Thoughtful Thursday is a weekly meme hosted by Reading Is Fun Again. This week:
Favourite Series Type
There are lots of different types of series. For example, there are series that are just one long story (e.g., The Lord of the Rings), there are series that follow a character on a set of different adventures (e.g., The Dresden Files and the Sookie Stackhouse novels), and there are series that are a collection of stand alone novels all within the same universe (e.g., Star Wars Universe). What is your favorite type of series?
There’s another type of series not mentioned in the examples: the series that follow the same character(s) but where each book is basically a standalone. For example, the Hercule Poirot series and the Sebastian St. Cyr series are both mystery books, but while you can read Poirot in any order you want because he never changes, Sebastian goes through a lot of character development and finds out family secrets over the course of the books, so if you don’t read his books in order you wouldn’t understand why his personality changed or why he’s not speaking to his father or what’s up with his love interest. Out of the two, I think I like books like Sebastian St. Cyr better, because I like to see the characters’ evolution and how they get on with their life, while Hercule Poirot is flatter and two-dimensional as a character.
I read a lot of series, and they’re all different types, but I have to admit that my favourite (and the one I usually look for) is the series with an overarching arc but where every book is self-contained. There’s something satisfying in knowing that the fourth book is the one where Harry is entered in the Triwizard Tournament, or that Red Seas Under Red Skies is the book about pirates. Much more satisfying than saying, er, I think A Storm of Swords is the third ASOIAF book? It’s the one in which Robb… or did that happen in the previous book? There was a battle, or possibly a wedding, or something like that…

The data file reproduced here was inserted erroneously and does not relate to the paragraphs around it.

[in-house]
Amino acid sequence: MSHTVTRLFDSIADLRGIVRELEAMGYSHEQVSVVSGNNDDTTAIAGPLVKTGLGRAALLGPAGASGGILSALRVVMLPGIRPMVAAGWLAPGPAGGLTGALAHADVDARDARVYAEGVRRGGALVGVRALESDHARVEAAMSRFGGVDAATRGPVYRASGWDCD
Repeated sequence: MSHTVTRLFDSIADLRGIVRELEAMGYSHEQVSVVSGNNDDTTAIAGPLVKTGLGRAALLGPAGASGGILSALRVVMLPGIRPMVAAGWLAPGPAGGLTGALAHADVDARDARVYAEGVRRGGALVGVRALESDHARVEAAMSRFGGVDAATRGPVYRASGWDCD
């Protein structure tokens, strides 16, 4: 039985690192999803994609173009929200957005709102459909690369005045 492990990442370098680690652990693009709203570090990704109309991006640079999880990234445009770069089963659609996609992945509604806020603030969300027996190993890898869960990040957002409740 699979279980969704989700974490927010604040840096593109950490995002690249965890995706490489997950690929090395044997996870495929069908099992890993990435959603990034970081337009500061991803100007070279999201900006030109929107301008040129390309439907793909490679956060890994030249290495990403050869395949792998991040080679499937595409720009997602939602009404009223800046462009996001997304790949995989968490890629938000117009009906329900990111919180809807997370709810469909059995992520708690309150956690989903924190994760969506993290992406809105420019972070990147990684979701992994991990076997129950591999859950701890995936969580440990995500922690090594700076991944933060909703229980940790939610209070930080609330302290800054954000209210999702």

I like series that are one long story, I’m just not good at keeping characters and events straight in my head. It’s fine as long as I have all the books and I can read them one after the other, but if I have to wait a year (or more!) for the next instalment to be published, then I start getting confused, and by the time the book comes out I’ll have to read the previous ones as a refresher or risk being completely lost. And if you’ve read some of my reviews you may know that a pet peeve of mine is the pointless cliffhanger: I don’t like it when authors put a cliffhanger at the end of a book that’s simply a not-so-subtle way of saying BUY MY NEXT BOOK!!!
My favourite series (The Lies of Locke Lamora, Discworld, A Natural History of Dragons just to mention a few) have self-contained books, but I’m still looking forward to the next book because I grew attached to the characters and the author’s writing style is great and the plots are satisfying. I hate it when an author drops a bunch of plot hooks on me and doesn’t follow through with any of them, which is why I didn’t like Peacemaker very much: I felt like I was cheated, like I read a book but it was just a bit of a larger story and nothing at all was solved, it was all up in the air. I had the same feeling about the first Lunar Chronicles book, but at least that book had resolution for some of the plot points (like the ball) so I kept reading, and I’m glad I did because by now I’m hooked and I don’t even mind the cliffhangers, because I trust Marissa Meyer will be able to deliver.
That, I think, is the crux of the matter. If an author keeps piling up mysteries but never gives any answers, I become suspicious that they’re pulling a Lost and that they have no idea where the story is going. Instead, if the author gives me a self-contained first book with a satisfying conclusion, I’m more inclined to trust them with future cliffhangers because I believe they’ll be capable to write a good ending for their story.